When Credit Suisse announced that it wanted to downsize, its brokers may have been worried about their jobs, but not for long – the company quickly struck a recruiting arrangement with Wells Fargo, a company that hopes to strengthen its connections to uber-wealthy clients.
A Recruitment Offer that Misses the Mark
But the details of the recruitment package offers to Credit Suisse’s brokers turned out not to be ideal for employees. Many of the brokers were dissatisfied with the terms, including that advisers would earn less than half of their current salaries up front, and an up-to-13-year employment lockup. As a result, many Credit Suisse brokers sought employment elsewhere, including UBS, Merrill Lynch, and Morgan Stanley.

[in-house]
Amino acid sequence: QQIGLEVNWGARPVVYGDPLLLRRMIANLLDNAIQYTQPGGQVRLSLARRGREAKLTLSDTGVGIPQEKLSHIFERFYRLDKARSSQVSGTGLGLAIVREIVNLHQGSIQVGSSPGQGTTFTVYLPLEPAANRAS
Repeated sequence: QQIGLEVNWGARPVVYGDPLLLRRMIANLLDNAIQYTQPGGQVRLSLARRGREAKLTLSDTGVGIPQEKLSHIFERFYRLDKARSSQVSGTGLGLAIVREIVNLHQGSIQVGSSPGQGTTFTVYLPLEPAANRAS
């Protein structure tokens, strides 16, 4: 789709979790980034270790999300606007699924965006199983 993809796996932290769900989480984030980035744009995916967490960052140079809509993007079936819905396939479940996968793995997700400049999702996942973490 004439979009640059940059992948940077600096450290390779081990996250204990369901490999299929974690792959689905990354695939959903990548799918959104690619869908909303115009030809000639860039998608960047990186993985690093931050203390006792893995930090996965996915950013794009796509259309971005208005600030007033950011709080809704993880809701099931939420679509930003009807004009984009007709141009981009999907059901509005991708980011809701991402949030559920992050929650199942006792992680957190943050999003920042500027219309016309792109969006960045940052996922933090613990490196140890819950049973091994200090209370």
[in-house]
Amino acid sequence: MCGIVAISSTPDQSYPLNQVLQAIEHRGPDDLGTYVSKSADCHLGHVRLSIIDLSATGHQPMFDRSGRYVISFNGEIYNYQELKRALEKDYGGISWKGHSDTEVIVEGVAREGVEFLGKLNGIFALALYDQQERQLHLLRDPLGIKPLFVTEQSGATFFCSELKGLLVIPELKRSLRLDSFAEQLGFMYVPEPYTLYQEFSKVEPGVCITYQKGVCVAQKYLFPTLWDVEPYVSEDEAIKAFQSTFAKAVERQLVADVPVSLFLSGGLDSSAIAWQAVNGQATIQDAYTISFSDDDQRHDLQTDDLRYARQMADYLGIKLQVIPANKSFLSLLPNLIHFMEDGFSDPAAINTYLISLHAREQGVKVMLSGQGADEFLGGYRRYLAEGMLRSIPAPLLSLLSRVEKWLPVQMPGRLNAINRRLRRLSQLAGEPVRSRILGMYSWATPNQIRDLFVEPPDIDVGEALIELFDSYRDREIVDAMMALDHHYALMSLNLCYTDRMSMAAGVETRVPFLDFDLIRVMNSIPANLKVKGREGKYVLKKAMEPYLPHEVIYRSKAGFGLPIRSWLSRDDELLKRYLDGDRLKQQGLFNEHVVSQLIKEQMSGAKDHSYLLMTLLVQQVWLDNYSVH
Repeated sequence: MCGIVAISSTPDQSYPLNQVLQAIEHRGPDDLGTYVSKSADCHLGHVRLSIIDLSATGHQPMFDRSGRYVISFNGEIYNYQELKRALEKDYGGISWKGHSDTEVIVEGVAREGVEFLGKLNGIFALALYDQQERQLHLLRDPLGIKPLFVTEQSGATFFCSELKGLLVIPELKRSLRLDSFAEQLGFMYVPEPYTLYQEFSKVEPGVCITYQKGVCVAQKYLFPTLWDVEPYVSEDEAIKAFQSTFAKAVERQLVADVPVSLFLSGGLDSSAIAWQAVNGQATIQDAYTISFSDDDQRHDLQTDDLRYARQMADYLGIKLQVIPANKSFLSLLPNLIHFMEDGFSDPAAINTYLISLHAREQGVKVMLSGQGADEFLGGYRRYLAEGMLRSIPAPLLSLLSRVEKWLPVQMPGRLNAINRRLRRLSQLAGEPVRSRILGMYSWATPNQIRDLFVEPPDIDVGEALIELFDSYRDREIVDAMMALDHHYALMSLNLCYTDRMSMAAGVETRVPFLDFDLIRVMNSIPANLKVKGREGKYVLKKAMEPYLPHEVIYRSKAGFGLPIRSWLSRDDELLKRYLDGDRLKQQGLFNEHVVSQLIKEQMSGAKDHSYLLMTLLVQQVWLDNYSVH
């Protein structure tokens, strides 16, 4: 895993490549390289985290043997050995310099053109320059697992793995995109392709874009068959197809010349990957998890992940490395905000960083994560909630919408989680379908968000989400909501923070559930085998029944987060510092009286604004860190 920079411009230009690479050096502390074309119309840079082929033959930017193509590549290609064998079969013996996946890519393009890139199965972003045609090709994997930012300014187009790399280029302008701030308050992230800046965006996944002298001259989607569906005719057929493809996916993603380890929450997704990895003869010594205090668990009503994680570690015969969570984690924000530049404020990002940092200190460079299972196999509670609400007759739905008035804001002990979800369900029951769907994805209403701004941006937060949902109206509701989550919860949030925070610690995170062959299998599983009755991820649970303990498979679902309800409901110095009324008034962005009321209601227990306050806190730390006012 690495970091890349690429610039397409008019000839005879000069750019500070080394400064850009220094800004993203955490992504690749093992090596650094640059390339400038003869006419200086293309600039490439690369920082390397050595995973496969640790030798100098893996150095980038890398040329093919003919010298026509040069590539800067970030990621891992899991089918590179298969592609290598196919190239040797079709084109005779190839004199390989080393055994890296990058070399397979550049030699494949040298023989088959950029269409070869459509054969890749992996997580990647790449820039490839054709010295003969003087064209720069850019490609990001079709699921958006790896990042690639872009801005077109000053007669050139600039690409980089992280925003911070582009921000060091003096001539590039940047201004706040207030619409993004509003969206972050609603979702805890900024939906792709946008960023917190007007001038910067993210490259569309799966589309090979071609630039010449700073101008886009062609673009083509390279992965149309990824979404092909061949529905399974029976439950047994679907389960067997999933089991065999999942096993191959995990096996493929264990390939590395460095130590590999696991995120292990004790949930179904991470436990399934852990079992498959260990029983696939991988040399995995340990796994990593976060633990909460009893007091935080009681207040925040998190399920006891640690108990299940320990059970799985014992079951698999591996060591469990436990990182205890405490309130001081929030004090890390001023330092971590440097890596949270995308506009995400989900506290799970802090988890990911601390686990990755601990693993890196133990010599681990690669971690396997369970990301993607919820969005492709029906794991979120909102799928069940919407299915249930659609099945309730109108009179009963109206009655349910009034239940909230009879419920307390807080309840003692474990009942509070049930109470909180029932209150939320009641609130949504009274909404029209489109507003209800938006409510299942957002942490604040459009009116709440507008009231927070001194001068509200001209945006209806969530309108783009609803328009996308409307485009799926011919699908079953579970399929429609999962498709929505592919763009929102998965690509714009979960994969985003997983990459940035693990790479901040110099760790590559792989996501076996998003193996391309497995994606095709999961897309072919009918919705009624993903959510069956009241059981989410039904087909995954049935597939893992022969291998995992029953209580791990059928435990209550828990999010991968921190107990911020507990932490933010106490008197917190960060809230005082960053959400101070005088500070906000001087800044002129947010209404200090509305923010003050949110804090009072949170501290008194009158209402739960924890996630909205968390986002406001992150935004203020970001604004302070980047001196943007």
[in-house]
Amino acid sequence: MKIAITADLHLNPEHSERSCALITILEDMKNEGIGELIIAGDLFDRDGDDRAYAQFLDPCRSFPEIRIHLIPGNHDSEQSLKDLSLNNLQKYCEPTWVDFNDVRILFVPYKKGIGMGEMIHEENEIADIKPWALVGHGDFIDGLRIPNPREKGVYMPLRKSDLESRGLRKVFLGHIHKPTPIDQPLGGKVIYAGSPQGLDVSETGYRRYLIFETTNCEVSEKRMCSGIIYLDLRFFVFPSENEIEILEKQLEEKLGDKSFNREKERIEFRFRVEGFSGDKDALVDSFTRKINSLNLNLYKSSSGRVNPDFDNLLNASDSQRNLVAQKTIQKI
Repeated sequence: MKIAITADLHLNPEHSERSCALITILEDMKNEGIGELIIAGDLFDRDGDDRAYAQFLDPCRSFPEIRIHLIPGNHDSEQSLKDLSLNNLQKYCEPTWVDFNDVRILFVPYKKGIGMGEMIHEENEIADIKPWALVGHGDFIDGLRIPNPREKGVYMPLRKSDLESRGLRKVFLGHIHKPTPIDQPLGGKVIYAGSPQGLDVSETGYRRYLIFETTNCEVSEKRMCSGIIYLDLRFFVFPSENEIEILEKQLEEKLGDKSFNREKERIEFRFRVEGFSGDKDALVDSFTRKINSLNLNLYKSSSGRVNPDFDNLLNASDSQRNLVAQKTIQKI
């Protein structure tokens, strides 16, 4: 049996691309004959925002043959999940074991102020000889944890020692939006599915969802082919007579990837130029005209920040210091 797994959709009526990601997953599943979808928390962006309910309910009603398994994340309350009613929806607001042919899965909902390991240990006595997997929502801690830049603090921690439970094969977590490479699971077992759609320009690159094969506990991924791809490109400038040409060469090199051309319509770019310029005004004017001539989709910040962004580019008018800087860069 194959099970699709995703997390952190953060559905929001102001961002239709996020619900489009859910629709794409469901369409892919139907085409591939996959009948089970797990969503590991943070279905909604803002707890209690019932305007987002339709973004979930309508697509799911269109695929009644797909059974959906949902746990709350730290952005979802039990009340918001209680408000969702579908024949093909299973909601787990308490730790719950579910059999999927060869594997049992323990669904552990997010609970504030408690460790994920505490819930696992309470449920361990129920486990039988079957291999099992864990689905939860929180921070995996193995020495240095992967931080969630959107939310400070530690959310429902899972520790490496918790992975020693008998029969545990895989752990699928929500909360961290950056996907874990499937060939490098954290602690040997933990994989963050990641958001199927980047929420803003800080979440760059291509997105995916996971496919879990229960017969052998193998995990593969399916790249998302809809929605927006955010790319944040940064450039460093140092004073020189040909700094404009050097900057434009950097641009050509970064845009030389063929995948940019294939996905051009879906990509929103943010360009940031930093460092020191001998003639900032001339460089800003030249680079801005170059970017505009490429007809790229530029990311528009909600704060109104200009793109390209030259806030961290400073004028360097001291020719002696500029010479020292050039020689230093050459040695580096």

Credit Suisse Refuses to Pay
The Credit Suisse deferred compensation program eliminates benefits for employees when they voluntarily resign, but otherwise maintains that all deferred compensation – which is compensation that is paid out at a later date than when it was earned – is valid. Unfortunately, Credit Suisse has told many brokers who chose to work with firms other than Wells Fargo that it will not pay them their earned deferred compensation.
At the law offices of Napoli Shkolnik PLLC, we strongly believe that all Credit Suisse brokers who have been affected by the company’s transition and Wells Fargo recruiting agreement are entitled to their deferred compensation. If you have received notice that your deferred compensation is being withheld, our attorneys are capable of representing you and helping you recover the compensation you deserve. Please contact us today for your free consultation.